Liu said the Party's programs of study have focused on three areas.
The first type involves the problems the ruling party began to face after the founding of New China, including how to improve its administrative and leadership capabilities.
For example, the Politburo organized a lecture on improving the Party's leadership skills on June 30, 2004, to mark the 83rd birthday of the Party. The CPC was founded on July 1, 1921.
The concept of the "rule of law" has also been a key topic of these study sessions. For example, of the 44 study sessions held by the current Politburo members, seven of them were dedicated to the topic of rule of law.
The second type of session mainly focuses on emerging problems in economic development. For example, the members recently held a study session in response to the subprime mortgage crisis in the US.
"As the world economies become increasingly integrated, an economic problem in one country could soon affect others," Liu said.
The professors who give lectures to the Politburo agree that their lectures are closely connected to contemporary developments.
For example, after Xu's lecture, the central government put forward a series of rural-oriented policies that have "taken the advice proposed in the lecture".
"The study sessions have enabled the leaders to absorb opinions from all sides through brainstorming and helped ensure the correctness of the decision making," Liu said.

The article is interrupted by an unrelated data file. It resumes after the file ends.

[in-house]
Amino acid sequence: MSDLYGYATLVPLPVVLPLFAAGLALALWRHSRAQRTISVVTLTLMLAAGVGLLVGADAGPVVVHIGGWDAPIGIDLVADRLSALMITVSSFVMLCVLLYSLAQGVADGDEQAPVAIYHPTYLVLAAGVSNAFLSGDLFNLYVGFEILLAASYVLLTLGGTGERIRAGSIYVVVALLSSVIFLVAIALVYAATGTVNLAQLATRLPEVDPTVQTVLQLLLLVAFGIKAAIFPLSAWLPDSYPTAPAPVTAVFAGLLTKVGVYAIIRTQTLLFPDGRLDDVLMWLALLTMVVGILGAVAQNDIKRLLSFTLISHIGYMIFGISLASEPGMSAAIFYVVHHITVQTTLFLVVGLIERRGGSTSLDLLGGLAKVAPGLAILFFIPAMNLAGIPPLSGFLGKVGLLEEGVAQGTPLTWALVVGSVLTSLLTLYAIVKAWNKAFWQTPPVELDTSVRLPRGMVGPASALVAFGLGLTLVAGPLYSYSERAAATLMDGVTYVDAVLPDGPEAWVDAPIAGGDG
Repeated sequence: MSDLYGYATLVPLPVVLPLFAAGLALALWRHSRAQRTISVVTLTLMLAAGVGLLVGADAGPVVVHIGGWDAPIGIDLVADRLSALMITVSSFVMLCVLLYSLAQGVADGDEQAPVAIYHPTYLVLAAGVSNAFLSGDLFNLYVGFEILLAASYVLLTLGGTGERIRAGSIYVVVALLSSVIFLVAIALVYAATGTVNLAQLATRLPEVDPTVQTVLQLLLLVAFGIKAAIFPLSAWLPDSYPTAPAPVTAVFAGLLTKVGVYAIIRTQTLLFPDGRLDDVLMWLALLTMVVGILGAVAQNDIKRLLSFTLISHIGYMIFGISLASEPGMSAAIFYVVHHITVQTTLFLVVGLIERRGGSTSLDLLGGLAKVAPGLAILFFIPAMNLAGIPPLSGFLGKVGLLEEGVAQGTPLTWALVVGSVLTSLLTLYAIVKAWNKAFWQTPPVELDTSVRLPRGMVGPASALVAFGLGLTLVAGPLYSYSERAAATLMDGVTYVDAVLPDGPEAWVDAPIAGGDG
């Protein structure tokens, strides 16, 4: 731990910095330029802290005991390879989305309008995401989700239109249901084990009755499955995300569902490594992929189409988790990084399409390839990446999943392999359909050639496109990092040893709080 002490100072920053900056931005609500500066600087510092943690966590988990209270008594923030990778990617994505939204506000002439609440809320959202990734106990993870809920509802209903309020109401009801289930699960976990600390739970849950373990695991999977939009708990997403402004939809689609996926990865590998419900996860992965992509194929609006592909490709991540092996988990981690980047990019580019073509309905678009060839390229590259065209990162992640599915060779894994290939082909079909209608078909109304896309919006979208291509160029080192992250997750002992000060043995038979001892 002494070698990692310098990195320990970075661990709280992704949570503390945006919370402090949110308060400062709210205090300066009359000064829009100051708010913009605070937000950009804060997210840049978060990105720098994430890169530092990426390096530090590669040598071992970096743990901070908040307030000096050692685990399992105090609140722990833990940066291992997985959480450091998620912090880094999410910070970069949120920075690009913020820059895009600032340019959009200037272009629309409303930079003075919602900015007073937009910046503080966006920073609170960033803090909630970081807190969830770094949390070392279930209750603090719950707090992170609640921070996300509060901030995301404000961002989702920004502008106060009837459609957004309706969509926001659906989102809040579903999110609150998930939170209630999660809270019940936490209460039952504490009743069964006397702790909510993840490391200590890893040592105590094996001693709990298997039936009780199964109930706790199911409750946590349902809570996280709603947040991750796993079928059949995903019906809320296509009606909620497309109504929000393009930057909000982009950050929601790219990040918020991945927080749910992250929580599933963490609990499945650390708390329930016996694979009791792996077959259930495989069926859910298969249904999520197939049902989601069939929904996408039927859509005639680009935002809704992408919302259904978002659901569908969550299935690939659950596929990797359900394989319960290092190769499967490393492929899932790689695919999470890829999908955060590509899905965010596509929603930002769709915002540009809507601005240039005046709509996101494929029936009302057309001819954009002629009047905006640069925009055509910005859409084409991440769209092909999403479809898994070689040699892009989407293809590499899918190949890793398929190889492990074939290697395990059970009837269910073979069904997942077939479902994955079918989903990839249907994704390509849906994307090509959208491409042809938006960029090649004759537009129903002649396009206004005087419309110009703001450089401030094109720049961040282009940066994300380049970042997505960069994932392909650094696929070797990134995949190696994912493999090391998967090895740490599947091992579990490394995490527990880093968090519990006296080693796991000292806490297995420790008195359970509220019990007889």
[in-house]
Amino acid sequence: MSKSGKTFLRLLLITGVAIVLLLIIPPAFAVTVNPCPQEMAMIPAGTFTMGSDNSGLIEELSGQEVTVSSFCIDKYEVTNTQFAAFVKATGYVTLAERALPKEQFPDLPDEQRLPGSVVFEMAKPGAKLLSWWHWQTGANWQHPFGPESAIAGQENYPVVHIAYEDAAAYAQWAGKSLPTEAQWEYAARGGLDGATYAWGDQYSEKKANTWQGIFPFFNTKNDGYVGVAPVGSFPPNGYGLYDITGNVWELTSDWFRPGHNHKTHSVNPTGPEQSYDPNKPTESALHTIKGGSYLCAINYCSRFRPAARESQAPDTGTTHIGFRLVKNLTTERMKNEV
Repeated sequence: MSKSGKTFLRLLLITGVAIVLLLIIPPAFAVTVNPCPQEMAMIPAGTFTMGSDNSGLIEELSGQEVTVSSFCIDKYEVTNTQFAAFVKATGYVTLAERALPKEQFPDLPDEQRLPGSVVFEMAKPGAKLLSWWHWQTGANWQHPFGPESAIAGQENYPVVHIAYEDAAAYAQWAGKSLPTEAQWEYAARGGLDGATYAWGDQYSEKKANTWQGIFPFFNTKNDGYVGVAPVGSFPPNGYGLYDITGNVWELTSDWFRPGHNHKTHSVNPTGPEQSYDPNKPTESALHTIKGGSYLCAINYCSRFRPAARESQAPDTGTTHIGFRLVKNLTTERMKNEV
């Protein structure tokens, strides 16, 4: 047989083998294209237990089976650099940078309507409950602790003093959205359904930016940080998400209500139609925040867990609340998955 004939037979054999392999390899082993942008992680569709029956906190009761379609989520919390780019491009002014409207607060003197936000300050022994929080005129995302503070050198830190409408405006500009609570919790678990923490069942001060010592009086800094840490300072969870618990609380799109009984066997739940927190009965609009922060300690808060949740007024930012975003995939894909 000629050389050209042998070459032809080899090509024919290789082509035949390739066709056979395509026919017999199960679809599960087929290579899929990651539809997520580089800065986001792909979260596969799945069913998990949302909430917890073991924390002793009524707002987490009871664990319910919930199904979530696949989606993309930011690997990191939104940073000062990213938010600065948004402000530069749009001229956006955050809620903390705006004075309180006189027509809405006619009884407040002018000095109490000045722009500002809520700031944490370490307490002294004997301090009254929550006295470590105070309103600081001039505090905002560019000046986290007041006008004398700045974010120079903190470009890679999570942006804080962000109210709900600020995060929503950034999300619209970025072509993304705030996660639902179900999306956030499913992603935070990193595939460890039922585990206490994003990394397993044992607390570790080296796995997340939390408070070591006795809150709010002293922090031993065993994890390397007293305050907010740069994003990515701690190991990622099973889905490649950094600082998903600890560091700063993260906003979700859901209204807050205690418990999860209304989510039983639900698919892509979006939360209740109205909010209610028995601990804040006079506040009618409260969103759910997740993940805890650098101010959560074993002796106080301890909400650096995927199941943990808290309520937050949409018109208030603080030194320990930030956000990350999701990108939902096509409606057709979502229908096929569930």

Additionally, the content of these collective study sessions have signaled to the public that the central government is paying attention to certain issues. They have also helped local governments follow the focus of the central government.
The third type of session mainly focuses on problems in building a coordinated and harmonious society, with every factor, including employment, the environment, rural population and cultural soft power, taken into consideration.
For example, Xu's lecture on grassroots democracy within rural society has been integrated into the Socialist New Countryside campaign launched by the current leadership in 2002 to improve the country's rural areas and close the widening gap between the urban and rural development.
They also arranged a lecture on the history of the relationship between minority groups in the country, as the leadership has put a harmonious and prosperous minority development high on its agenda.
The Politburo also held a lecture on developing the country's philosophy and social sciences.
"The leadership's choice sent a strong signal that they are paying attention to the development of the soft power of the country alongside economic development," said Liu.
Hundreds of academic projects have been launched to help support the development of the social sciences in the country.
Liu said he had talked with other experts who have given lectures to the Politburo, and they all agreed that the leaders sometimes held different opinions towards a problem. The ensuing debates could be quite vigorous
"The discussion was very open, and every decision made embodied collective thinking," Liu said.
The model of collective study has not been confined to just high-ranking officials.
Under the model, more than 540,000 county-level officials have received training in Party theories, and more than 5,400 county-level cadres have been trained in rural development.
(China Daily October 19, 2007)